Complication Risk Higher for Patients Who Don’t Meet Clinical Guidelines for Total Joint Arthroplasty

A number of studies have demonstrated poor outcomes after total joint arthroplasty (TJA) for patients who smoke, have high hemoglobin A1c (HbA1c), and have high BMI. Therefore, clinical guidelines now suggest optimizing patients for these factors before undergoing total knee or hip arthroplasty to reduce complications.

However, some research shows that when these guidelines are applied inflexibly, patients who have lower socioeconomic status, are racial/ethnic minorities in the U.S., or are female are disproportionately excluded from surgery. Therefore, some centers don’t strictly enforce the guidelines when selecting candidates for TJA.

Researchers at Brigham and Women’s Hospital have become the first to examine the sociodemographic characteristics of patients who don’t meet the guidelines and their rates of postoperative complications. They found that those who don’t meet guidelines have twice the risk of experiencing complications compared with patients who are nonsmokers and meet suggested thresholds for HbA1c and BMI.

Adriana P. Liimakka, MBI, a student at Harvard Medical School and a research assistant in the Department of Orthopaedic Surgery at the Brigham, Antonia F. Chen, MD, MBA, chief of Arthroplasty and Joint Reconstruction in the Department, and colleagues report in The Journal of Bone & Joint Surgery.


The team analyzed data on 11,611 adults who underwent primary total knee (59%) or hip (41%) arthroplasty across a network of tertiary hospitals in Massachusetts between January 1, 2010, and December 31, 2020.

89% of patients were considered to meet clinical guidelines for TJA because they had HbA1c <8.0%, BMI <40 kg/m2, and were not currently smoking.

A complication was defined as a surgical intervention after primary TJA that involved the same joint and concerned the internal prosthesis. Complications were categorized as either infectious or noninfectious (the latter included periprosthetic fracture, fibrosis, a broken prosthesis, instability, and prosthetic loosening).

Characteristics of the Group That Did Not Meet Guidelines

Factors associated with a higher risk of not meeting guidelines at the time of TJA were:

  • Black race—OR, 1.60 (P=0.001)
  • Medicaid coverage—OR, 1.75 (P=0.001)
  • Medicare coverage—OR, 1.22 (P=0.007)

Older age was associated with less risk of not meeting guidelines (OR, 0.94; P<0.001). There was no association between osteoarthritis severity and not meeting guidelines.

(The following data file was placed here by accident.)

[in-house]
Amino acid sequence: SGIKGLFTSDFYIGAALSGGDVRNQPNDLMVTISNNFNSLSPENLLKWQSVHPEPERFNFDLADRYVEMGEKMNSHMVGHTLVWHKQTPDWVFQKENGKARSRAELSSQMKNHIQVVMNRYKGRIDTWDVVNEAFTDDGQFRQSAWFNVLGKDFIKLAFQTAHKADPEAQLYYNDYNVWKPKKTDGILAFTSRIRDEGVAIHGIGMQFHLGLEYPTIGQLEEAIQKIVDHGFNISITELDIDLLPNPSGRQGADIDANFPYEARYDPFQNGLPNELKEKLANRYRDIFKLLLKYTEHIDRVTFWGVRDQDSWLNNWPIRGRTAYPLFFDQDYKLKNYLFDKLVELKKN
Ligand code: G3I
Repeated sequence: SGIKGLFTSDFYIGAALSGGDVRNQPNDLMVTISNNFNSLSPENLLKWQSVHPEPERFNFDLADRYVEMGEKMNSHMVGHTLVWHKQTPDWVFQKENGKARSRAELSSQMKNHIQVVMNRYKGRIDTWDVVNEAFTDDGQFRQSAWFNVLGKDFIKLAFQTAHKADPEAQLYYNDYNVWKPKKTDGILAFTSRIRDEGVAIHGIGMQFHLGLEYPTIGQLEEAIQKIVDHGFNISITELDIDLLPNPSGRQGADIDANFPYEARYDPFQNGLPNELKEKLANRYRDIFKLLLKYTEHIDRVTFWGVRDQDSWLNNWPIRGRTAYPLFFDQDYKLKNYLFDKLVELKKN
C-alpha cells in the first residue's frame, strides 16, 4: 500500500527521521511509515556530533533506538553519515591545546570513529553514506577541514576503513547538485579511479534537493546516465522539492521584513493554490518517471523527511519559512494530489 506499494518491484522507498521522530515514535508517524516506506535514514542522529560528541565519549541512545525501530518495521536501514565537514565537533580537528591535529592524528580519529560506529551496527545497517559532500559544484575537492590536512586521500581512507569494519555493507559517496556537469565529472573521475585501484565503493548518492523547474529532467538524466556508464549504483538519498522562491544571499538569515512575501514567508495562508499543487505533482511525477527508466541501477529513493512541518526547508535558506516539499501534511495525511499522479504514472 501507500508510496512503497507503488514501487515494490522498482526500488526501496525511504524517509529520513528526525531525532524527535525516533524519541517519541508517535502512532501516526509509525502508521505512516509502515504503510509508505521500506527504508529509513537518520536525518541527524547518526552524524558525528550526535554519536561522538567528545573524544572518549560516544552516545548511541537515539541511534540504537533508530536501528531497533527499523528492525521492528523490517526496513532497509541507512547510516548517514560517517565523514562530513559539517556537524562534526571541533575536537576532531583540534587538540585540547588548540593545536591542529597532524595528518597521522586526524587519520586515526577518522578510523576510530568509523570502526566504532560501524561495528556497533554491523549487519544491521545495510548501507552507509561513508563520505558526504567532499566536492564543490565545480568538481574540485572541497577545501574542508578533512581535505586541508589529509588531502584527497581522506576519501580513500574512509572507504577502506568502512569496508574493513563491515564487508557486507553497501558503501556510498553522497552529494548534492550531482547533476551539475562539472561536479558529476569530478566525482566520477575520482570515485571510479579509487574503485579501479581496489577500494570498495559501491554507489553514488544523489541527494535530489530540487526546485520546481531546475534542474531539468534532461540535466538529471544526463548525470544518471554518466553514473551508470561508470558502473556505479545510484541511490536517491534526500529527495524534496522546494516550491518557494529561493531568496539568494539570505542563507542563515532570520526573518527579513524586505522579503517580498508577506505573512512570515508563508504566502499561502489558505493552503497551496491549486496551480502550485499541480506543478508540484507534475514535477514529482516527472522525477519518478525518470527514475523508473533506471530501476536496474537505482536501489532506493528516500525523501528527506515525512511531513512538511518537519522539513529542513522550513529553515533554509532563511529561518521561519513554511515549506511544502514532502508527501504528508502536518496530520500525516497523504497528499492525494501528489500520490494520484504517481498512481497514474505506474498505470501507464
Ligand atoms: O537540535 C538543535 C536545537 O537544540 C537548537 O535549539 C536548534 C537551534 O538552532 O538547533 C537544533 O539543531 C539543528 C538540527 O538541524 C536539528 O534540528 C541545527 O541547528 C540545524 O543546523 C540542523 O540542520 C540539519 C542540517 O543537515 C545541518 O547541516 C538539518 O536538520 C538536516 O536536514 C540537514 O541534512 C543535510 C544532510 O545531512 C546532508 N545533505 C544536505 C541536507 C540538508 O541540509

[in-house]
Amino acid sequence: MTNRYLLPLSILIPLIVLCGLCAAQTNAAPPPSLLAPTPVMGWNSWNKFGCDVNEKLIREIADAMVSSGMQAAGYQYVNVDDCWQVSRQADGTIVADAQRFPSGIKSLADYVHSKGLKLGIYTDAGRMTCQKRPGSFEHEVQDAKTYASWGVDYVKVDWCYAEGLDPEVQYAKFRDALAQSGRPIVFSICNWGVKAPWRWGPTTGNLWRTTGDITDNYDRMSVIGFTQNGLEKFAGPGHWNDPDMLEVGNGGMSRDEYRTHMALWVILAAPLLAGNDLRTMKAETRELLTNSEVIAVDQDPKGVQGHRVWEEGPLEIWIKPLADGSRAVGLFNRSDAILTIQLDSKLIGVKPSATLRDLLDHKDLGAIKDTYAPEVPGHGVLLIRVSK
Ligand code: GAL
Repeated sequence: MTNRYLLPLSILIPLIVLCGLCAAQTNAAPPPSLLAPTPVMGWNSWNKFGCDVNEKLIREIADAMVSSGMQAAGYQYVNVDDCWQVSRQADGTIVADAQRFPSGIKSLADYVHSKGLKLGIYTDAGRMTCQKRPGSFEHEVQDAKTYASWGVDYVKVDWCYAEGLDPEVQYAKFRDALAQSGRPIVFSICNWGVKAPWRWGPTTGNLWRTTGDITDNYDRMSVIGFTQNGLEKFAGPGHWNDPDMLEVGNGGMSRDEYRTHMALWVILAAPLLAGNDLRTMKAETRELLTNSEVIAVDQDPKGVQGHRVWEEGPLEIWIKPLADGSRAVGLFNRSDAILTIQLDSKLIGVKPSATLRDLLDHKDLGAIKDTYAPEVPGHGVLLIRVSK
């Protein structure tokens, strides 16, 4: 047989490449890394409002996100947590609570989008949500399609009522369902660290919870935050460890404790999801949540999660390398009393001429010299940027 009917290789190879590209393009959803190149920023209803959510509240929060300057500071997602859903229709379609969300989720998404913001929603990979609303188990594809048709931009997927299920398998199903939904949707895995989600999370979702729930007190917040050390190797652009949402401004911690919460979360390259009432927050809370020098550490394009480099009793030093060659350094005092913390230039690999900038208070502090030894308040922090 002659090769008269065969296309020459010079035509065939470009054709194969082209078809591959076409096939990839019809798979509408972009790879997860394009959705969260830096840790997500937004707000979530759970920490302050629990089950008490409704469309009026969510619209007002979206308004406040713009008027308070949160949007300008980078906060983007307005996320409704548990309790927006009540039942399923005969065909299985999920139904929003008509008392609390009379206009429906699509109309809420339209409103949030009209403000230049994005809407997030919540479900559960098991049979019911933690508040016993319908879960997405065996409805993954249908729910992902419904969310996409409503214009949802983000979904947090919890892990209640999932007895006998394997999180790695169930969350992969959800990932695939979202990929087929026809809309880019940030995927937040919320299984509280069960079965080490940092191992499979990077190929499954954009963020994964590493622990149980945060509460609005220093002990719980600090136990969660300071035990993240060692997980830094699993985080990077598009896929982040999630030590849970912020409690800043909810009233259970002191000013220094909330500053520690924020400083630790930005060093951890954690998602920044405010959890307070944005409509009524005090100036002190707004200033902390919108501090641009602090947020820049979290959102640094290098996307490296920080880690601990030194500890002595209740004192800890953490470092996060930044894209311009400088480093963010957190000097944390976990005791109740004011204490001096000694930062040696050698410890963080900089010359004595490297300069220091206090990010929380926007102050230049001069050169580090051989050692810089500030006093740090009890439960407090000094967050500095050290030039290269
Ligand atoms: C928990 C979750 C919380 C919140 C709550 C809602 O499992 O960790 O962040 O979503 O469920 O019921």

All analyses were controlled for surgeon bias, the statistical tendency of surgeons to be more or less likely to perform surgery regardless of guideline adherence.

Postoperative Outcomes

Patients who did not meet guidelines had a higher overall risk of complications than those who did meet guidelines (7.7% vs. 5.9%; P=0.017). They were also at higher risk of the subgroup of infectious complications (3.1% vs. 1.4%; P<0.001).

On adjusted analyses, an increased rate of complications was associated with:

  • Not meeting guidelines—OR, 2.08 (P=0.001)
  • Black race—OR, 1.94 (P<0.001)
  • Medicare coverage—OR, 1.35 (P=0.001)

Not meeting clinical guidelines explained 13% of the difference between Black and white patients in overall complications (P=0.040), 12% of the difference between Hispanic and white patients in overall complications (P< 0.001), 23% of the difference between Black and white patients in infectious complications (P=0.02), and 8% of the difference between Hispanic and white patients in infectious complications (P=0.04).

Patient Counseling

This evidence suggests patients who do not meet clinical guidelines for TJA eligibility should be fully informed about their increased risk of complications. The shared decision-making process between patients and surgeons should determine whether surgery is the best choice for their goals.

Where indicated, patients could be referred to optimization interventions that encourage weight loss, smoking cessation, and blood glucose control. These have been shown to be cost-effective in managing relevant comorbidities and mitigating their effects on postoperative outcomes.

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